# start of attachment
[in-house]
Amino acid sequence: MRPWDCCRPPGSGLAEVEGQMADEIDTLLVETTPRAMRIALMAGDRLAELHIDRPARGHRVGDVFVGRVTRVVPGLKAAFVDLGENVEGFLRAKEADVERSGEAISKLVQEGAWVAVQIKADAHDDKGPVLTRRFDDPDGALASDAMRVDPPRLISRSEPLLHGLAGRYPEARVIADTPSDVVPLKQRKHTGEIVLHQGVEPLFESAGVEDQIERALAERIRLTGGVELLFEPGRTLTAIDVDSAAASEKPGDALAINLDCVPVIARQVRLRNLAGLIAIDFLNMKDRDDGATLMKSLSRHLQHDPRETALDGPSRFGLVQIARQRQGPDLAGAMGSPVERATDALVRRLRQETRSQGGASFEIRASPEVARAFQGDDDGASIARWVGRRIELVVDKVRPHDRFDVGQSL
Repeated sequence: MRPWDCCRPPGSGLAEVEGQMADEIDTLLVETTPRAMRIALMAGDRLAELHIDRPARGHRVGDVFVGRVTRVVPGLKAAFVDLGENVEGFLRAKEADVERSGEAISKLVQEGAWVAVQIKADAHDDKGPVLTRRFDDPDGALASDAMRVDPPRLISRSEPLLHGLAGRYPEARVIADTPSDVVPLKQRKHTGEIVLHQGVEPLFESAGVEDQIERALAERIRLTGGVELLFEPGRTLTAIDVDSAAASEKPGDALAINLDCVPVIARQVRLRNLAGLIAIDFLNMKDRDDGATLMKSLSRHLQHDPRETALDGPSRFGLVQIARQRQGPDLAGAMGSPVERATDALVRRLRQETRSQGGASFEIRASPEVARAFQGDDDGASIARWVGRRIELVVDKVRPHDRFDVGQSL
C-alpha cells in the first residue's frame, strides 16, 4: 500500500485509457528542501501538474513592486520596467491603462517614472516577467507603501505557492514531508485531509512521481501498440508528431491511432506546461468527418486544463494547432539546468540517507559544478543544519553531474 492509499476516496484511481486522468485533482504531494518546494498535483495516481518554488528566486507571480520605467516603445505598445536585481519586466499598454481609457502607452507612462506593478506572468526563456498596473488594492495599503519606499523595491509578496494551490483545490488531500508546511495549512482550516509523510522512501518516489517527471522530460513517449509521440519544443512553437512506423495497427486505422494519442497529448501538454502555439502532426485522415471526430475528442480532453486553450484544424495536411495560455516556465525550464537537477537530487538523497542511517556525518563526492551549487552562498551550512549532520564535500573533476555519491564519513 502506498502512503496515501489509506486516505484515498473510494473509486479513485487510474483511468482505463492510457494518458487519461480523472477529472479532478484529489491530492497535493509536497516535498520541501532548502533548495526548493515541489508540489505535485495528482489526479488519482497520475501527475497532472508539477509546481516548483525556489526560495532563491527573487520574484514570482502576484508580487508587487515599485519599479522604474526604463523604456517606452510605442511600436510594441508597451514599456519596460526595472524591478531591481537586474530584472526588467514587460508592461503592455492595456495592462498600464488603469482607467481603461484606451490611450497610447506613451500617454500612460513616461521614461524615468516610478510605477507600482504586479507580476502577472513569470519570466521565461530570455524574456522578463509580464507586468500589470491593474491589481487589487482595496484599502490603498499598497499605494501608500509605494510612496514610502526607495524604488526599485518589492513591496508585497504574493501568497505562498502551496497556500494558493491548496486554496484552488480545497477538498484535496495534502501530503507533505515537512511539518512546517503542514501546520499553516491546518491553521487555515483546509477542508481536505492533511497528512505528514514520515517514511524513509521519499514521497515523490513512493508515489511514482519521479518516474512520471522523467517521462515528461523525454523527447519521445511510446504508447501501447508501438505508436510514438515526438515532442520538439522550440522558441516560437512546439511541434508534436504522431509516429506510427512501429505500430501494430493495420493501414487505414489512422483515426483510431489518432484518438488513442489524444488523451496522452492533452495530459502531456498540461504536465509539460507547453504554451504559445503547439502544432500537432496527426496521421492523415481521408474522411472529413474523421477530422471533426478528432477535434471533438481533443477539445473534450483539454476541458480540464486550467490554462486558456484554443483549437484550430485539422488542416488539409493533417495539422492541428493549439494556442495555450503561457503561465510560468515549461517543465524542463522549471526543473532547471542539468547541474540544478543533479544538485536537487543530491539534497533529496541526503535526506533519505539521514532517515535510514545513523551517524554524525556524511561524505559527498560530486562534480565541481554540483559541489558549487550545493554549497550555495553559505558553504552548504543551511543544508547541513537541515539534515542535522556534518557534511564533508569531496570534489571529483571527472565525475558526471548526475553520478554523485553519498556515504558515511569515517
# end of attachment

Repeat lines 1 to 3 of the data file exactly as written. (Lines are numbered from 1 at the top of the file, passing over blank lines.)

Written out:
[in-house]
Amino acid sequence: MRPWDCCRPPGSGLAEVEGQMADEIDTLLVETTPRAMRIALMAGDRLAELHIDRPARGHRVGDVFVGRVTRVVPGLKAAFVDLGENVEGFLRAKEADVERSGEAISKLVQEGAWVAVQIKADAHDDKGPVLTRRFDDPDGALASDAMRVDPPRLISRSEPLLHGLAGRYPEARVIADTPSDVVPLKQRKHTGEIVLHQGVEPLFESAGVEDQIERALAERIRLTGGVELLFEPGRTLTAIDVDSAAASEKPGDALAINLDCVPVIARQVRLRNLAGLIAIDFLNMKDRDDGATLMKSLSRHLQHDPRETALDGPSRFGLVQIARQRQGPDLAGAMGSPVERATDALVRRLRQETRSQGGASFEIRASPEVARAFQGDDDGASIARWVGRRIELVVDKVRPHDRFDVGQSL
Repeated sequence: MRPWDCCRPPGSGLAEVEGQMADEIDTLLVETTPRAMRIALMAGDRLAELHIDRPARGHRVGDVFVGRVTRVVPGLKAAFVDLGENVEGFLRAKEADVERSGEAISKLVQEGAWVAVQIKADAHDDKGPVLTRRFDDPDGALASDAMRVDPPRLISRSEPLLHGLAGRYPEARVIADTPSDVVPLKQRKHTGEIVLHQGVEPLFESAGVEDQIERALAERIRLTGGVELLFEPGRTLTAIDVDSAAASEKPGDALAINLDCVPVIARQVRLRNLAGLIAIDFLNMKDRDDGATLMKSLSRHLQHDPRETALDGPSRFGLVQIARQRQGPDLAGAMGSPVERATDALVRRLRQETRSQGGASFEIRASPEVARAFQGDDDGASIARWVGRRIELVVDKVRPHDRFDVGQSL